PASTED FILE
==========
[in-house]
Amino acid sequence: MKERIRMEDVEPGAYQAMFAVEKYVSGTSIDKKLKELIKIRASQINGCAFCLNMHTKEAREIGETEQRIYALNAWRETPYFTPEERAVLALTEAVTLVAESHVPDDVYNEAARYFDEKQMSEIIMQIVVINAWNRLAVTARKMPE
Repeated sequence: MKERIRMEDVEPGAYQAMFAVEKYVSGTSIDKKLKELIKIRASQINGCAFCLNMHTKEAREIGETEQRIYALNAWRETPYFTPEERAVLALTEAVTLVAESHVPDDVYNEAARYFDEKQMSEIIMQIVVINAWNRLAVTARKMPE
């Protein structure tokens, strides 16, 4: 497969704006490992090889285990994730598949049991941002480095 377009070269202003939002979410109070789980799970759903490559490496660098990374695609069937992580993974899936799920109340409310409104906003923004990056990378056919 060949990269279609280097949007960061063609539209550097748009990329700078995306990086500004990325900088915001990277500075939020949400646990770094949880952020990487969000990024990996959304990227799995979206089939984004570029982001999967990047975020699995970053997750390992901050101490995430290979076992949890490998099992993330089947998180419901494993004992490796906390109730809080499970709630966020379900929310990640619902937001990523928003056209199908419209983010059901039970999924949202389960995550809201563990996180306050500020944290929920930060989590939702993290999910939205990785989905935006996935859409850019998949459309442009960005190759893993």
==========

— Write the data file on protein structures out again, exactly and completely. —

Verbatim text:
[in-house]
Amino acid sequence: MKERIRMEDVEPGAYQAMFAVEKYVSGTSIDKKLKELIKIRASQINGCAFCLNMHTKEAREIGETEQRIYALNAWRETPYFTPEERAVLALTEAVTLVAESHVPDDVYNEAARYFDEKQMSEIIMQIVVINAWNRLAVTARKMPE
Repeated sequence: MKERIRMEDVEPGAYQAMFAVEKYVSGTSIDKKLKELIKIRASQINGCAFCLNMHTKEAREIGETEQRIYALNAWRETPYFTPEERAVLALTEAVTLVAESHVPDDVYNEAARYFDEKQMSEIIMQIVVINAWNRLAVTARKMPE
């Protein structure tokens, strides 16, 4: 497969704006490992090889285990994730598949049991941002480095 377009070269202003939002979410109070789980799970759903490559490496660098990374695609069937992580993974899936799920109340409310409104906003923004990056990378056919 060949990269279609280097949007960061063609539209550097748009990329700078995306990086500004990325900088915001990277500075939020949400646990770094949880952020990487969000990024990996959304990227799995979206089939984004570029982001999967990047975020699995970053997750390992901050101490995430290979076992949890490998099992993330089947998180419901494993004992490796906390109730809080499970709630966020379900929310990640619902937001990523928003056209199908419209983010059901039970999924949202389960995550809201563990996180306050500020944290929920930060989590939702993290999910939205990785989905935006996935859409850019998949459309442009960005190759893993």